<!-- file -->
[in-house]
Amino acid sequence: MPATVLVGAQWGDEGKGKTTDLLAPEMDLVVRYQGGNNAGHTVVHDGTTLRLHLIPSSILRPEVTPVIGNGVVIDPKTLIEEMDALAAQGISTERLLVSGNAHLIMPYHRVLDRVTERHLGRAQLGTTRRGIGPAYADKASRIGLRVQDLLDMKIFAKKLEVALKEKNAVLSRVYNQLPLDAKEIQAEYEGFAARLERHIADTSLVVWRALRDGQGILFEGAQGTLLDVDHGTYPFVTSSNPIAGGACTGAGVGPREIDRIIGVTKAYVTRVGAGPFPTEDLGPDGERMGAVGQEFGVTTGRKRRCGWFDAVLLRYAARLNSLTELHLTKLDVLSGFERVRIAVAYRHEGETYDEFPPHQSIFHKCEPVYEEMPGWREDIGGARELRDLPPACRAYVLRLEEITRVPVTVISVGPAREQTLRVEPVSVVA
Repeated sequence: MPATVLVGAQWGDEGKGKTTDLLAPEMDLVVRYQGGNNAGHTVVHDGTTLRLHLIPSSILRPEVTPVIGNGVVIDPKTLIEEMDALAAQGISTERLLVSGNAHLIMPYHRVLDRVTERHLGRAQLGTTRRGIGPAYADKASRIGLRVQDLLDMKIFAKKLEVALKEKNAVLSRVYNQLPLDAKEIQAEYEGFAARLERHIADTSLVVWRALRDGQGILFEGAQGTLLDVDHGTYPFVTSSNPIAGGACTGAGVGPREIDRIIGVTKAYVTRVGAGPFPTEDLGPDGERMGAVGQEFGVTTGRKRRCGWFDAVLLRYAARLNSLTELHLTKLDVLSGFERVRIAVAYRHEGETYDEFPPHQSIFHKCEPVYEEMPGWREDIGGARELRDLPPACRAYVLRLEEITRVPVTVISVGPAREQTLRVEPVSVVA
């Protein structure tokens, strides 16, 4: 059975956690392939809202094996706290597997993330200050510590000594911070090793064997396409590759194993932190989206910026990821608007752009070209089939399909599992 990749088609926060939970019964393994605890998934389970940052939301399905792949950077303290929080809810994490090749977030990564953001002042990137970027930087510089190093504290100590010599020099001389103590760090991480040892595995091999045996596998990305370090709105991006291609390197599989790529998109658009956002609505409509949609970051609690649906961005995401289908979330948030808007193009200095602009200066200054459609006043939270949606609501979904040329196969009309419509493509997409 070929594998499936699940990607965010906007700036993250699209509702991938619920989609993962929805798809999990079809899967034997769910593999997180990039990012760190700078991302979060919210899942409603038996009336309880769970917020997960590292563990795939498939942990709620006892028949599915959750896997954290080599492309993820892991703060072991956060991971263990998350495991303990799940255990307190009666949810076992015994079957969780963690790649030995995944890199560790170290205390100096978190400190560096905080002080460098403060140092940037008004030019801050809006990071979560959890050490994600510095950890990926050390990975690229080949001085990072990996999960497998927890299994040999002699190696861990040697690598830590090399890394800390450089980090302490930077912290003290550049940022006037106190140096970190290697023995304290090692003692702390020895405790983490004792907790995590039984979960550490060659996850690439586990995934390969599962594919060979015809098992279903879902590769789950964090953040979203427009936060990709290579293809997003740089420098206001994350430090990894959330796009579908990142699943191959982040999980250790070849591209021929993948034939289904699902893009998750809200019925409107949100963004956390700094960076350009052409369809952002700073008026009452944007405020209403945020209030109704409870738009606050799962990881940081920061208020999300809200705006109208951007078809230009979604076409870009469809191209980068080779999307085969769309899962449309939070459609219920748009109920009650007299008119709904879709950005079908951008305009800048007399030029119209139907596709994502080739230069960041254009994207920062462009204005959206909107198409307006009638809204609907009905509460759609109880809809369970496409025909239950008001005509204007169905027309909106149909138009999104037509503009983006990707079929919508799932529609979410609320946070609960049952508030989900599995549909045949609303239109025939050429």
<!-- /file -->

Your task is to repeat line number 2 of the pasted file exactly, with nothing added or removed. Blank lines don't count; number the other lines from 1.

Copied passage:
Amino acid sequence: MPATVLVGAQWGDEGKGKTTDLLAPEMDLVVRYQGGNNAGHTVVHDGTTLRLHLIPSSILRPEVTPVIGNGVVIDPKTLIEEMDALAAQGISTERLLVSGNAHLIMPYHRVLDRVTERHLGRAQLGTTRRGIGPAYADKASRIGLRVQDLLDMKIFAKKLEVALKEKNAVLSRVYNQLPLDAKEIQAEYEGFAARLERHIADTSLVVWRALRDGQGILFEGAQGTLLDVDHGTYPFVTSSNPIAGGACTGAGVGPREIDRIIGVTKAYVTRVGAGPFPTEDLGPDGERMGAVGQEFGVTTGRKRRCGWFDAVLLRYAARLNSLTELHLTKLDVLSGFERVRIAVAYRHEGETYDEFPPHQSIFHKCEPVYEEMPGWREDIGGARELRDLPPACRAYVLRLEEITRVPVTVISVGPAREQTLRVEPVSVVA